These are just a few highlights that came to mind, as you know there are scores of others.

As I write this, on New Year’s Eve 2009, there is a great deal of uncertainty about what the future holds for marketing and advertising. However, there is also significant opportunity for companies to thrive  – leveraging new mediums and technology to grow awareness for their brands, as well as engage and deepen relationships with consumers.

The computers did not stop working on January 1, 2000, and the sky is not falling right now. Far from it.

It will be interesting to see what the next ten years have in store. What are your predictions? Please feel free to share your thoughts here. It would also be great to hear your insights on the decade that just passed.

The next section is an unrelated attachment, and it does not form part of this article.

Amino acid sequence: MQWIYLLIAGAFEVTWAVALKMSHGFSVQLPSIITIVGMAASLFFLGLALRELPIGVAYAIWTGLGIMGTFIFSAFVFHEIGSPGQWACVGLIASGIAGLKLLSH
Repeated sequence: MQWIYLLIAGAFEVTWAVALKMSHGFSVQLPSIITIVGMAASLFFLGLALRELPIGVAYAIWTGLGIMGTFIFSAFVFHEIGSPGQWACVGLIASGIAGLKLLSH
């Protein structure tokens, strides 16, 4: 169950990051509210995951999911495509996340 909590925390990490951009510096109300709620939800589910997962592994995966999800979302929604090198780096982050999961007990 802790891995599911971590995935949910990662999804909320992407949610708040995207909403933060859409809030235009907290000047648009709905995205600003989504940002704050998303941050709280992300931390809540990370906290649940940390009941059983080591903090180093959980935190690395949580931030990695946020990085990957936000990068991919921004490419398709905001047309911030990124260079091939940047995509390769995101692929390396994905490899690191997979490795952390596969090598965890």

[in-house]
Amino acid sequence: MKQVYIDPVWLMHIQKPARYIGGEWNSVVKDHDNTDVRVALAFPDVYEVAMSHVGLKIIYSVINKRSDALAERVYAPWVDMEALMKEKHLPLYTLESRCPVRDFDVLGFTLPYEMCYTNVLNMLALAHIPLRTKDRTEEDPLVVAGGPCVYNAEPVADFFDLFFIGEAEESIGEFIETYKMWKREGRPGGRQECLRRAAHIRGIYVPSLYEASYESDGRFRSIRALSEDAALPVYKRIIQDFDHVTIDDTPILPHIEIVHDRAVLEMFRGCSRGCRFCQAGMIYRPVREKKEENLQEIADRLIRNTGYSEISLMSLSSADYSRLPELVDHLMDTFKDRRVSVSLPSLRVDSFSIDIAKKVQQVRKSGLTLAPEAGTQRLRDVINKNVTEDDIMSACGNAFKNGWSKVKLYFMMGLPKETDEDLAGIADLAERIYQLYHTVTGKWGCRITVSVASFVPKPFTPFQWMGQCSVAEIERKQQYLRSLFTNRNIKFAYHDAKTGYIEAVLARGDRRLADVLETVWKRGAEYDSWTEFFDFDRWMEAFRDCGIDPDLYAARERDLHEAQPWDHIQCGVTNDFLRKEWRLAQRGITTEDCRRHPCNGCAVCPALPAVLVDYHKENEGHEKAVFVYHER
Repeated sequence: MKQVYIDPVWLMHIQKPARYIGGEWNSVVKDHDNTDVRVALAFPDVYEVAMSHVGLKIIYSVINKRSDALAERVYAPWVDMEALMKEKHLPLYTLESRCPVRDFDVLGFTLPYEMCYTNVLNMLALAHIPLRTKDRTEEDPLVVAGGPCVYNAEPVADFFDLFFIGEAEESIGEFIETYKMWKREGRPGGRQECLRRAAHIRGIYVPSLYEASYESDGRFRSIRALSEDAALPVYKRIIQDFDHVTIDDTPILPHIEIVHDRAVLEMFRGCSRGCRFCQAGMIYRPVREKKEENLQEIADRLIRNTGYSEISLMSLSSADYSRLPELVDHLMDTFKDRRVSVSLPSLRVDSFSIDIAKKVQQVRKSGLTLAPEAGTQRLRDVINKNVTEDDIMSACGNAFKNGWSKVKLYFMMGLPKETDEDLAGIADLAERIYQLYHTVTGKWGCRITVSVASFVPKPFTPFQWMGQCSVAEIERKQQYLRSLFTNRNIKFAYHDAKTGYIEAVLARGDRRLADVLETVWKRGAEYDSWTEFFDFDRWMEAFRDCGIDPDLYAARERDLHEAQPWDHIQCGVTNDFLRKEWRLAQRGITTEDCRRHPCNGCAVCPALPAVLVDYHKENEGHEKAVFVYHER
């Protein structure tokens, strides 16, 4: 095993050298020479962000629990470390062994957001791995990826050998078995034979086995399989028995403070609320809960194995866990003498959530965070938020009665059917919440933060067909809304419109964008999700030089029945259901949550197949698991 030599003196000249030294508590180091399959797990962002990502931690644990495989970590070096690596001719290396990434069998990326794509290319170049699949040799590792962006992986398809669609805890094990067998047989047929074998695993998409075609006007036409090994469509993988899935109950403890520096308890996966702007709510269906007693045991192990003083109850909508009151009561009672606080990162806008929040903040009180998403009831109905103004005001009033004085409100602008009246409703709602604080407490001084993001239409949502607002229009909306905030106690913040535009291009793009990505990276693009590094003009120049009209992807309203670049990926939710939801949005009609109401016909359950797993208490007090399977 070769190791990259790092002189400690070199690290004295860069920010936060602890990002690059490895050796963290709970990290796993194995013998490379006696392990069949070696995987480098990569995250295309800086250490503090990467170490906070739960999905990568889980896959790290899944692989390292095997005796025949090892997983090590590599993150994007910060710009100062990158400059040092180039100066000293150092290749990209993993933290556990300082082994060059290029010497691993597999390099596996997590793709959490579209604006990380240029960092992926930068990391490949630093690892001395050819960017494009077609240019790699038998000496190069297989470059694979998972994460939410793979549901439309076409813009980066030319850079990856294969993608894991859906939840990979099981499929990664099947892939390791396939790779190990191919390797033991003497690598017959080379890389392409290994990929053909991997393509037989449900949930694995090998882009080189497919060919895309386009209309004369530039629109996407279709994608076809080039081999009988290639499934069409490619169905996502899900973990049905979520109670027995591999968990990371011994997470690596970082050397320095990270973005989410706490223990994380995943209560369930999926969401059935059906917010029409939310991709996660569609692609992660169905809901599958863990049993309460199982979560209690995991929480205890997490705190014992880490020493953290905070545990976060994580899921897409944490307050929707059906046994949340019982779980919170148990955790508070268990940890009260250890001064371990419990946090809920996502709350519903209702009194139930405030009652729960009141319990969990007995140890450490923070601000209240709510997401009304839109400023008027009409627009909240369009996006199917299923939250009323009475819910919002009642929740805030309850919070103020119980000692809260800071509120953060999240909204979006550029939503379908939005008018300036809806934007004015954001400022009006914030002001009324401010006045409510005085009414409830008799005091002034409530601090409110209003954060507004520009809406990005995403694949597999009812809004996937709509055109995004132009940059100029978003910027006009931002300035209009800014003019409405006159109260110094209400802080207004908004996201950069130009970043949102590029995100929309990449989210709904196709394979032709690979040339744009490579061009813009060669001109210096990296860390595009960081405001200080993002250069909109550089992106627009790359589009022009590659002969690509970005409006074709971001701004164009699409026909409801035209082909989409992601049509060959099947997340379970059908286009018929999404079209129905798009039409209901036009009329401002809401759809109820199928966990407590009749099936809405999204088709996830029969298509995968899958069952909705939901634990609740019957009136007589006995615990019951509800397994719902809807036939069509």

Wishing you all of the best for a successful and prosperous 2010.

Cheers,

Eric

Marketing Ideas for Small Businesses

Often times, small business owners underestimate the value of marketing in growing sales and generating revenue. As such, they don’t devote nearly enough resources – in terms of talent and money – to the marketing function. To be fair, many small business owners juggle a multitude of tasks, making it easy for marketing to get lost in the mix. However, even small investments in marketing can make a large difference.

Here are some ways in which small businesses can build awareness about their products and services.

1. Build a presence on social networking websites. Create a group for your business on Facebook. Invite all of your friends and contacts to join,and send periodic updates about your business (for example, new products or services offered) through the group. It’s entirely free, and fairly easy to manage.